Tuesday, February 16, 2010

Why the orange revolution succeeded!

The success of the Ukrainian Orange Revolution, that led to a re-run of a fraudulent presidential election, is related to a unique coincidence of factors that prevented a violent oppression of the demonstrations. The popular revolt was the motive force behind the revolution, but also defections in the security forces and foreign interference were very important for its success. It was not political parties that constituted the core of the anti-regime forces. Decisive was the support of an important part of the business and political elite for the opposition. The fact that anti-regime forces united just before the presidential elections proved to be critical. The hardening of authoritarian rule under President Kuchma occurred after the opposition had already become too powerful to be dissipated by harassment. The Orange Revolution tried to enforce its demands in the framework of the law. The fact that the constitutional court and parliament still had some autonomy proved to be crucial. The Orange Revolution was mainly based in Western and Central Ukraine and revealed a deep cultural-political divide in Ukraine. The Orange Revolution gives a unique opportunity to create a culture of democracy and to establish the rule of law.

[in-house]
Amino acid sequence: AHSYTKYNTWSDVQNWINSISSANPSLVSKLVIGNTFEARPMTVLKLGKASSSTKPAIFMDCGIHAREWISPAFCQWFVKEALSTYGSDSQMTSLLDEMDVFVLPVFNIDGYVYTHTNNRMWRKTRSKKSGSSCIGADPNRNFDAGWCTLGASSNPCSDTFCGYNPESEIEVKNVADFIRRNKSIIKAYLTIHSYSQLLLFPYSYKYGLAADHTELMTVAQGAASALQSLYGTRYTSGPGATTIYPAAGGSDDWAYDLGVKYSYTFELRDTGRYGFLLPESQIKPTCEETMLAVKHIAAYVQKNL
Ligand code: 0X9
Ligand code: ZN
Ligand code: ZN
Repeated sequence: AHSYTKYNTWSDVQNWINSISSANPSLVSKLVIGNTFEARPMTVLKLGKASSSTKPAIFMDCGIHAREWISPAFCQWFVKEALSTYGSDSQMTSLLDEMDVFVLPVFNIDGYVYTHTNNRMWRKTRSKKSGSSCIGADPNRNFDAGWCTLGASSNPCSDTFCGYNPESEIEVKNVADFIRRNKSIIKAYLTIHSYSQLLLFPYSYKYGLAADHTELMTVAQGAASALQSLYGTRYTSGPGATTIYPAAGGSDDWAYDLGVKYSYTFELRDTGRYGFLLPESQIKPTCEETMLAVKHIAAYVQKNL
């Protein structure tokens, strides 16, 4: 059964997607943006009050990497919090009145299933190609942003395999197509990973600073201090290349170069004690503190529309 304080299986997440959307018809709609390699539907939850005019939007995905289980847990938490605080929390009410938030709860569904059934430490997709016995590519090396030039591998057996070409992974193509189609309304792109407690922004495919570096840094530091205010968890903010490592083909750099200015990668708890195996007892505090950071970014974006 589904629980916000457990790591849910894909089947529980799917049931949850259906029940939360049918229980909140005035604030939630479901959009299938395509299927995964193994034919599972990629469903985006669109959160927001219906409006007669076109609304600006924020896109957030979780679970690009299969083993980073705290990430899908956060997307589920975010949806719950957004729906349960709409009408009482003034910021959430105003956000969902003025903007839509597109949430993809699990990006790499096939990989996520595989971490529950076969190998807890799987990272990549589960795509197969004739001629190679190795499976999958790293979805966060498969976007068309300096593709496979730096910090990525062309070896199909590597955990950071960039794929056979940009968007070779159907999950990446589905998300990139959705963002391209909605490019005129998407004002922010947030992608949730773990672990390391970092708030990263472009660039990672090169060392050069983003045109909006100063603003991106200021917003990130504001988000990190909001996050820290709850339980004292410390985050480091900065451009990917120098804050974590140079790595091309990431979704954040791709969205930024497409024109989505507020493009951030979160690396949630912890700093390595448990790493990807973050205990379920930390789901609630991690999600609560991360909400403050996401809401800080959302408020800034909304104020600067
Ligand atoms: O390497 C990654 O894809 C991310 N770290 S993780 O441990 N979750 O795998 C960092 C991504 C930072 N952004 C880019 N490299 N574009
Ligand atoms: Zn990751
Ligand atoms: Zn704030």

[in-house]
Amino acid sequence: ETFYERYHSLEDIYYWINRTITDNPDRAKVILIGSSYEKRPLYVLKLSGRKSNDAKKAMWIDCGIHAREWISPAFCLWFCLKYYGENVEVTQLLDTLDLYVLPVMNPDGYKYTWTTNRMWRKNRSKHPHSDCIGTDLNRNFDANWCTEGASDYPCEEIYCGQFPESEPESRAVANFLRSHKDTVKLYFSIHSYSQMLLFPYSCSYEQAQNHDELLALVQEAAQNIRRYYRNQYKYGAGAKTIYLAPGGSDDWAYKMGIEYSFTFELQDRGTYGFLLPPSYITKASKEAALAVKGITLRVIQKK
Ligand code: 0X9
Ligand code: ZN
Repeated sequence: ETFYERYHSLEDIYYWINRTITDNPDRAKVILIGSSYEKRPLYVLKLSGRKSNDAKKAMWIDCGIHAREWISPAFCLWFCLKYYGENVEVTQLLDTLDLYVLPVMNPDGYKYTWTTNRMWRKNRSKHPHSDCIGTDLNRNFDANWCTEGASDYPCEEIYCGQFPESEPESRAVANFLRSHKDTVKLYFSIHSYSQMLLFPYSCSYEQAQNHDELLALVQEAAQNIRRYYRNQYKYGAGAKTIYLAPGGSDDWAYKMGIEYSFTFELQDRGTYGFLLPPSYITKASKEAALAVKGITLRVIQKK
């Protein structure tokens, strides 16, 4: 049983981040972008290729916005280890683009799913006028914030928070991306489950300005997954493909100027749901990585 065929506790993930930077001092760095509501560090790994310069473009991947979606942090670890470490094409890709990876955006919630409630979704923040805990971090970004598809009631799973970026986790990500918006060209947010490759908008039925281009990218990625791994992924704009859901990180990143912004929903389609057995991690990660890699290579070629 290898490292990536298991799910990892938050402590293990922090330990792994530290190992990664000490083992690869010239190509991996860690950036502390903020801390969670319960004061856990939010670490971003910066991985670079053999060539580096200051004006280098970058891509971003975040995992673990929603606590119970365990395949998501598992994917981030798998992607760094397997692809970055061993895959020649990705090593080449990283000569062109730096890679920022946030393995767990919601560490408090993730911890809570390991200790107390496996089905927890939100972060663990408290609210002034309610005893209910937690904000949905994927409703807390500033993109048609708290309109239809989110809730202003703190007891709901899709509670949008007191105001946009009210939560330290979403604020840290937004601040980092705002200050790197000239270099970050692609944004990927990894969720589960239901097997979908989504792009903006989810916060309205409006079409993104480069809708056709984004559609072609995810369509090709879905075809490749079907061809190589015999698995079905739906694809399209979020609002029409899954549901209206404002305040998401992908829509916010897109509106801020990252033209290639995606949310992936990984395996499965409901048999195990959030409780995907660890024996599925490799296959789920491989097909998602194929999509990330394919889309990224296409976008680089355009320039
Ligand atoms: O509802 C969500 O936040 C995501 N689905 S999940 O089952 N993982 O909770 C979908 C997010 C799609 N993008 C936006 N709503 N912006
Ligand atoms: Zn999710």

The fragile Coalition government of Kenya!

From: Akech

My fellow country men/women;
(By the way, I do not have PhD, so be kind to my rumbling below)

While most of you are taking shots at each other over the squabble between Raila and Ruto, the fragile Coalition government of Kenya is being run by the international bullies behind the scenes using paid hit men like Kofi Annan and Moreno Ocampo.

Annan and Ocampo are paid consultants representing the interests of NATO (United States, Great Britain, and Europe) in their war against terrorism. The US has invested a lot of capital in Mwai Kibaki since that State Dinner hosted by George W. Bush at Whitehouse in his honor in 2003. Because of this relationship with Mwai Kibaki, PNU is the US, Great Britain and European Union favored ruling party in Kenya.

The Mau saga and The Hague stick were merely ploys introduced to dismantle and put ODM out of commission. It would be a miracle if the Pentagon members can manage to sort out their differences and realize that those poor Kenyans who flocked their rallies were counting on them to bring real changes in Kenya! Apparently, it does not look like the big egos will allow them to do that. I wonder whether these people are not just concerned about themselves, immediate families and their close fiends.